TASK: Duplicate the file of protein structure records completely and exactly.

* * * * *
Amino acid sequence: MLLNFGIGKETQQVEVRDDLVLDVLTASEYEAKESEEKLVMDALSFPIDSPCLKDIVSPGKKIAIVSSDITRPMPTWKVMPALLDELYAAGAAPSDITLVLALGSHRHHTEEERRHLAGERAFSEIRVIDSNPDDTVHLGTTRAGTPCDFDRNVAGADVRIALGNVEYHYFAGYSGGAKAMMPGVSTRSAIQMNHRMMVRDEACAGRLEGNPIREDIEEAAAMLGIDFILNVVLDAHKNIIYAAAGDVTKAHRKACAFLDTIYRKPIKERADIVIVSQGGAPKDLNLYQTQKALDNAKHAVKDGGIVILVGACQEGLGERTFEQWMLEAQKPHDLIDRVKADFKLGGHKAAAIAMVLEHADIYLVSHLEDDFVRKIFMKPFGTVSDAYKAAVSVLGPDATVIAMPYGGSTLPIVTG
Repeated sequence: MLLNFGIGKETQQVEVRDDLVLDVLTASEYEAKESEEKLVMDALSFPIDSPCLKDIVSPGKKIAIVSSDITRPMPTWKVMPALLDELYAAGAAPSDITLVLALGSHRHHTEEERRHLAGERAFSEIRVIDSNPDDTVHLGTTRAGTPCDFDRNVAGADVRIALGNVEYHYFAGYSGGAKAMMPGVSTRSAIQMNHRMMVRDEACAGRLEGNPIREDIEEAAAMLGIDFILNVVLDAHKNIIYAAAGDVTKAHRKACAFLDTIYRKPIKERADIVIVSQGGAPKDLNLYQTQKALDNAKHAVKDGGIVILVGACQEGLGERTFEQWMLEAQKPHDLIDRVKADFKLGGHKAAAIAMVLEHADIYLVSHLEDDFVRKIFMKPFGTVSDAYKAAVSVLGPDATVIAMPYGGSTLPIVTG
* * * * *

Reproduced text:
Amino acid sequence: MLLNFGIGKETQQVEVRDDLVLDVLTASEYEAKESEEKLVMDALSFPIDSPCLKDIVSPGKKIAIVSSDITRPMPTWKVMPALLDELYAAGAAPSDITLVLALGSHRHHTEEERRHLAGERAFSEIRVIDSNPDDTVHLGTTRAGTPCDFDRNVAGADVRIALGNVEYHYFAGYSGGAKAMMPGVSTRSAIQMNHRMMVRDEACAGRLEGNPIREDIEEAAAMLGIDFILNVVLDAHKNIIYAAAGDVTKAHRKACAFLDTIYRKPIKERADIVIVSQGGAPKDLNLYQTQKALDNAKHAVKDGGIVILVGACQEGLGERTFEQWMLEAQKPHDLIDRVKADFKLGGHKAAAIAMVLEHADIYLVSHLEDDFVRKIFMKPFGTVSDAYKAAVSVLGPDATVIAMPYGGSTLPIVTG
Repeated sequence: MLLNFGIGKETQQVEVRDDLVLDVLTASEYEAKESEEKLVMDALSFPIDSPCLKDIVSPGKKIAIVSSDITRPMPTWKVMPALLDELYAAGAAPSDITLVLALGSHRHHTEEERRHLAGERAFSEIRVIDSNPDDTVHLGTTRAGTPCDFDRNVAGADVRIALGNVEYHYFAGYSGGAKAMMPGVSTRSAIQMNHRMMVRDEACAGRLEGNPIREDIEEAAAMLGIDFILNVVLDAHKNIIYAAAGDVTKAHRKACAFLDTIYRKPIKERADIVIVSQGGAPKDLNLYQTQKALDNAKHAVKDGGIVILVGACQEGLGERTFEQWMLEAQKPHDLIDRVKADFKLGGHKAAAIAMVLEHADIYLVSHLEDDFVRKIFMKPFGTVSDAYKAAVSVLGPDATVIAMPYGGSTLPIVTG